Spring Awakening | Fabulous Fox Theater




Photos by Paul Kolnik


 This isn’t a musical for the faint of heart and it’s no Rogers & Hammerstein.

Music by Duncan Sheik, Book/Lyrics by Stephen Slater
February 10-22, 2009

The notoriously sexually-explicit rock musical Spring Awakening has built quite a buzz since first opening on Broadway in 2006 and promptly sweeping the 2007 Tony Awards, winning eight out of its eleven nominations, including Best Musical, Best Director, Best Book and Best Orchestrations.

Always a fan of musicals and especially those known to "push the envelope" like RENT and Ave. Q, I had been highly anticipating Spring Awakening‘s St. Louis debut on its first national tour. I really wanted it to live up to my expectations, and at certain moments it did, but overall it fell a bit short. That isn’t to say it wasn’t entertaining – it most certainly was – just not all that memorable.


Set in repressive and provincial late 19th century Germany, Spring Awakening tells the story of teenage self-discovery and budding sexuality, mostly through the eyes of three teens: Wendla Bergman (Christy Altomare), a naïve and sheltered girl who knows that babies don’t come from "the stork" but isn’t really sure where they do come from; Melchior Gabor (Kyle Riabko), the handsome and smart boy she loves who is unafraid to question authority and explore the unknown world of human sexuality; and Melchior’s best friend Moritz Stiefel (Blake Bashoff), a confused and tortured young man who desires to know the truth but is ultimately unable to face it.

Through their own self-discoveries, and those of their classmates and friends, the kids touch on the full range of "taboo" topics including teenage sex and pregnancy, masturbation, homosexuality, incest, abuse, abortion and suicide. This isn’t a musical for the faint of heart and it’s no Rogers & Hammerstein. There is brief nudity and it is billed as a musical for "mature audiences" of at least age 15. You don’t want to see this one with your mom.

The nervous and constantly flustered Moritz is plagued nightly by "sticky dreams" – the nocturnal emissions he has never had explained to him and wouldn’t dare to ask his parents or teachers about. Confiding in his best friend Melchior, he asks, "Why, why am I haunted by the legs of a woman? By the deepening conviction some dark part of my destiny may lie there between them?" No doubt a question for the ages.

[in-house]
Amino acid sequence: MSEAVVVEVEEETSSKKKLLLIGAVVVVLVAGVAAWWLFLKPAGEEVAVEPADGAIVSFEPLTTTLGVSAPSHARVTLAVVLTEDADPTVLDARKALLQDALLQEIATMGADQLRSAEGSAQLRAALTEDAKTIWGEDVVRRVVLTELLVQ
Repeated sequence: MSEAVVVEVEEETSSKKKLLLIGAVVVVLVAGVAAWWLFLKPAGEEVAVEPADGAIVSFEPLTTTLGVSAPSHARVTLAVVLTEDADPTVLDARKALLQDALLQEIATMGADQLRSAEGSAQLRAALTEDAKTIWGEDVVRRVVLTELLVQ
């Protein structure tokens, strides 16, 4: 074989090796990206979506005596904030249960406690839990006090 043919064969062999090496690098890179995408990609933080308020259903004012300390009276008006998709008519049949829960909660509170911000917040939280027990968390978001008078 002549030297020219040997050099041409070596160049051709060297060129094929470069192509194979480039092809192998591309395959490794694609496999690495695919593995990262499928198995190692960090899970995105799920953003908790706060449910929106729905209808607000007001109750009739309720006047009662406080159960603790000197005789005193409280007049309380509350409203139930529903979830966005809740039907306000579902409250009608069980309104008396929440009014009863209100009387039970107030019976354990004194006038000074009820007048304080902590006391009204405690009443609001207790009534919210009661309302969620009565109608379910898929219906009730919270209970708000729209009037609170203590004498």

Melchi kindly writes him a detailed description of it all, complete with drawings, sending Moritz even further into a tailspin. Says Melchior, "It’s as if the entire world were mesmerized by penis and vagina." Moritz replies, "Well I am!"

The kids journey through their emerging sexuality with only each other to rely on and no help or guidance from the adults in their lives, their teachers and parents. The same man and woman (Angela Reed and Henry Stram) play all of the various adult characters in the show – making even more of a statement that they are simply "authority figures" and don’t really differentiate from each other. You can almost hear Pink Floyd singing "We don’t need no education."

Pop/rock singer and songwriter Duncan Sheik wrote the music for Spring Awakening, and it has a very modern pop/rock feel, in direct juxtaposition to the Victorian setting. In fact, when the schoolboys break into song, they reach into their jacket pockets and suavely pull out microphones (as if they were the Backstreet Boys), and they are instantly transported out of the story and into a more modern world.